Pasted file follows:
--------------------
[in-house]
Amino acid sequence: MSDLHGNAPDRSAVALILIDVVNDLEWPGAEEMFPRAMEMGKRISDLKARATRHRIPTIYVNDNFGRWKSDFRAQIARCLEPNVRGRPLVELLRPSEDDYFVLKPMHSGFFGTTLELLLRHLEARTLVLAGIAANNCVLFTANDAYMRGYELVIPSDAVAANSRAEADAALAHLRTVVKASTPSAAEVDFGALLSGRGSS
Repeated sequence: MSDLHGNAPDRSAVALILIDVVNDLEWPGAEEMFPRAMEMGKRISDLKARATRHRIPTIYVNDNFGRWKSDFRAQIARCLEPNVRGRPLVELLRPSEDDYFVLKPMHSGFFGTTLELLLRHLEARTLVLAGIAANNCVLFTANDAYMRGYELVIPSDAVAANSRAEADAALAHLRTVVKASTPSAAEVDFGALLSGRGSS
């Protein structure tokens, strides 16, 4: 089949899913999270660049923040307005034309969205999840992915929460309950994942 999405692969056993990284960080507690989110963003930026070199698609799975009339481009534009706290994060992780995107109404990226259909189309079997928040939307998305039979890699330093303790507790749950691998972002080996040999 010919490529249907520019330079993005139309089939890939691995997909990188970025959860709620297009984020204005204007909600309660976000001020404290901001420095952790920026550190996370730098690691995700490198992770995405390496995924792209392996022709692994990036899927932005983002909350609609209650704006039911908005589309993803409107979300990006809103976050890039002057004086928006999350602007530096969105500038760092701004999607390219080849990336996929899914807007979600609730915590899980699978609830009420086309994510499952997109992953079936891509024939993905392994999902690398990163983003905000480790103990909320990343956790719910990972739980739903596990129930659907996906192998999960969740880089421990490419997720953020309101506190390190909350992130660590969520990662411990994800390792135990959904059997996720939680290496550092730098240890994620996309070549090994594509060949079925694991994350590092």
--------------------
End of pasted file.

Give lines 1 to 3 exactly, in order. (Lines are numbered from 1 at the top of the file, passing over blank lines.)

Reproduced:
[in-house]
Amino acid sequence: MSDLHGNAPDRSAVALILIDVVNDLEWPGAEEMFPRAMEMGKRISDLKARATRHRIPTIYVNDNFGRWKSDFRAQIARCLEPNVRGRPLVELLRPSEDDYFVLKPMHSGFFGTTLELLLRHLEARTLVLAGIAANNCVLFTANDAYMRGYELVIPSDAVAANSRAEADAALAHLRTVVKASTPSAAEVDFGALLSGRGSS
Repeated sequence: MSDLHGNAPDRSAVALILIDVVNDLEWPGAEEMFPRAMEMGKRISDLKARATRHRIPTIYVNDNFGRWKSDFRAQIARCLEPNVRGRPLVELLRPSEDDYFVLKPMHSGFFGTTLELLLRHLEARTLVLAGIAANNCVLFTANDAYMRGYELVIPSDAVAANSRAEADAALAHLRTVVKASTPSAAEVDFGALLSGRGSS